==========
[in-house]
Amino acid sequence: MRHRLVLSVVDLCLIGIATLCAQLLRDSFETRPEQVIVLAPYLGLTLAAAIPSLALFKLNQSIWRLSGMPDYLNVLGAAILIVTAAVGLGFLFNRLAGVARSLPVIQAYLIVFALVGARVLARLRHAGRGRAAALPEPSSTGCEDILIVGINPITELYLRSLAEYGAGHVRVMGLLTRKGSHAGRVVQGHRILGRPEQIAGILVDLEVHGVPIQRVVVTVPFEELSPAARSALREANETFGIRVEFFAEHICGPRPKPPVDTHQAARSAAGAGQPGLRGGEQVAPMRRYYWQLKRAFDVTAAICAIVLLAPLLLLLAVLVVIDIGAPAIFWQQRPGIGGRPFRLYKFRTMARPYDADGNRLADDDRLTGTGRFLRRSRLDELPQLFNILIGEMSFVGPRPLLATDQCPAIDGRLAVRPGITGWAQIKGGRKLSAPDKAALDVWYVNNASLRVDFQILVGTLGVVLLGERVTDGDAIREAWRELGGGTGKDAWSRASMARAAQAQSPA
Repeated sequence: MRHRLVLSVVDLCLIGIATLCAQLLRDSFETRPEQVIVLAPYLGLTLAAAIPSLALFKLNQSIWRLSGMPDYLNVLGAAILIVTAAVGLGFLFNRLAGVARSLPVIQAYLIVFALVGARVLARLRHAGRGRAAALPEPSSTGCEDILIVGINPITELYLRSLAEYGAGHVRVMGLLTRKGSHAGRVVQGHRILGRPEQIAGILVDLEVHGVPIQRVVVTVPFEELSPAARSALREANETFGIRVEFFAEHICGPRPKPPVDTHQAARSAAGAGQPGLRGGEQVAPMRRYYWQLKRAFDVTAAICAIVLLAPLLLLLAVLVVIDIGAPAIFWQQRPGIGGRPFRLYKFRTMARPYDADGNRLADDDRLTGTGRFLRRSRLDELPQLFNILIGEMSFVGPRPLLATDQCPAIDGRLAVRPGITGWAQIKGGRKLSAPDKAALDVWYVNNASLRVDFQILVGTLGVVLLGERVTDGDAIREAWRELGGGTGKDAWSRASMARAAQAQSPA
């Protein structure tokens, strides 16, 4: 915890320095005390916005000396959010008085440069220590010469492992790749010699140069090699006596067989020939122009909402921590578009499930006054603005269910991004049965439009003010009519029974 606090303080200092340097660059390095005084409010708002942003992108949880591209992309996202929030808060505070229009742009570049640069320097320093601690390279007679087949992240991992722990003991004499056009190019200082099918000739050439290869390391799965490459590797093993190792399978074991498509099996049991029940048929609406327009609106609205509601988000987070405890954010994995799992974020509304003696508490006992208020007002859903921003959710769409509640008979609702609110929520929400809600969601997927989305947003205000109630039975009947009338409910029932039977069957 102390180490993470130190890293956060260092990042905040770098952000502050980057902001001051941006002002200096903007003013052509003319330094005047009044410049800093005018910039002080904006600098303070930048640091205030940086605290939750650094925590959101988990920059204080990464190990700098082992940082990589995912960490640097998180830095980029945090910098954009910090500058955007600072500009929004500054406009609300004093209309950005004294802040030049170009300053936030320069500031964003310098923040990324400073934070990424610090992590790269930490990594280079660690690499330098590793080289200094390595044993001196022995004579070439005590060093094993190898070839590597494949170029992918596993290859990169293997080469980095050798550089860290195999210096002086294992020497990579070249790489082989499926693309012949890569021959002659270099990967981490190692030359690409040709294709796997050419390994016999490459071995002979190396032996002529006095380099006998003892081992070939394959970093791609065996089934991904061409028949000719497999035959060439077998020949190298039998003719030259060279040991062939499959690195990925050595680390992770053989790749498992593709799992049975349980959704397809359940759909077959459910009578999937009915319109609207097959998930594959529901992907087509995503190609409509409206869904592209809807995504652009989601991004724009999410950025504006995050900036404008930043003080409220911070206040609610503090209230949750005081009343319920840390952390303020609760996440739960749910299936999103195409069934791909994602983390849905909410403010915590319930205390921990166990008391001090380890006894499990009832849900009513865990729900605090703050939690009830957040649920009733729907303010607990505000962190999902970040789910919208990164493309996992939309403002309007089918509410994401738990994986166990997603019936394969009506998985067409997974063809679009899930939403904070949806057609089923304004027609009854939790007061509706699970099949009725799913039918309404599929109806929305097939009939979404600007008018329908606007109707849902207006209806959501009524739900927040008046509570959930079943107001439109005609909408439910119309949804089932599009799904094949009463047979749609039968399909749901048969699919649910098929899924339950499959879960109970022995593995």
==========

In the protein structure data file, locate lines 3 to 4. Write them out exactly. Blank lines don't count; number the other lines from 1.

Repeated sequence: MRHRLVLSVVDLCLIGIATLCAQLLRDSFETRPEQVIVLAPYLGLTLAAAIPSLALFKLNQSIWRLSGMPDYLNVLGAAILIVTAAVGLGFLFNRLAGVARSLPVIQAYLIVFALVGARVLARLRHAGRGRAAALPEPSSTGCEDILIVGINPITELYLRSLAEYGAGHVRVMGLLTRKGSHAGRVVQGHRILGRPEQIAGILVDLEVHGVPIQRVVVTVPFEELSPAARSALREANETFGIRVEFFAEHICGPRPKPPVDTHQAARSAAGAGQPGLRGGEQVAPMRRYYWQLKRAFDVTAAICAIVLLAPLLLLLAVLVVIDIGAPAIFWQQRPGIGGRPFRLYKFRTMARPYDADGNRLADDDRLTGTGRFLRRSRLDELPQLFNILIGEMSFVGPRPLLATDQCPAIDGRLAVRPGITGWAQIKGGRKLSAPDKAALDVWYVNNASLRVDFQILVGTLGVVLLGERVTDGDAIREAWRELGGGTGKDAWSRASMARAAQAQSPA
């Protein structure tokens, strides 16, 4: 915890320095005390916005000396959010008085440069220590010469492992790749010699140069090699006596067989020939122009909402921590578009499930006054603005269910991004049965439009003010009519029974 606090303080200092340097660059390095005084409010708002942003992108949880591209992309996202929030808060505070229009742009570049640069320097320093601690390279007679087949992240991992722990003991004499056009190019200082099918000739050439290869390391799965490459590797093993190792399978074991498509099996049991029940048929609406327009609106609205509601988000987070405890954010994995799992974020509304003696508490006992208020007002859903921003959710769409509640008979609702609110929520929400809600969601997927989305947003205000109630039975009947009338409910029932039977069957 102390180490993470130190890293956060260092990042905040770098952000502050980057902001001051941006002002200096903007003013052509003319330094005047009044410049800093005018910039002080904006600098303070930048640091205030940086605290939750650094925590959101988990920059204080990464190990700098082992940082990589995912960490640097998180830095980029945090910098954009910090500058955007600072500009929004500054406009609300004093209309950005004294802040030049170009300053936030320069500031964003310098923040990324400073934070990424610090992590790269930490990594280079660690690499330098590793080289200094390595044993001196022995004579070439005590060093094993190898070839590597494949170029992918596993290859990169293997080469980095050798550089860290195999210096002086294992020497990579070249790489082989499926693309012949890569021959002659270099990967981490190692030359690409040709294709796997050419390994016999490459071995002979190396032996002529006095380099006998003892081992070939394959970093791609065996089934991904061409028949000719497999035959060439077998020949190298039998003719030259060279040991062939499959690195990925050595680390992770053989790749498992593709799992049975349980959704397809359940759909077959459910009578999937009915319109609207097959998930594959529901992907087509995503190609409509409206869904592209809807995504652009989601991004724009999410950025504006995050900036404008930043003080409220911070206040609610503090209230949750005081009343319920840390952390303020609760996440739960749910299936999103195409069934791909994602983390849905909410403010915590319930205390921990166990008391001090380890006894499990009832849900009513865990729900605090703050939690009830957040649920009733729907303010607990505000962190999902970040789910919208990164493309996992939309403002309007089918509410994401738990994986166990997603019936394969009506998985067409997974063809679009899930939403904070949806057609089923304004027609009854939790007061509706699970099949009725799913039918309404599929109806929305097939009939979404600007008018329908606007109707849902207006209806959501009524739900927040008046509570959930079943107001439109005609909408439910119309949804089932599009799904094949009463047979749609039968399909749901048969699919649910098929899924339950499959879960109970022995593995």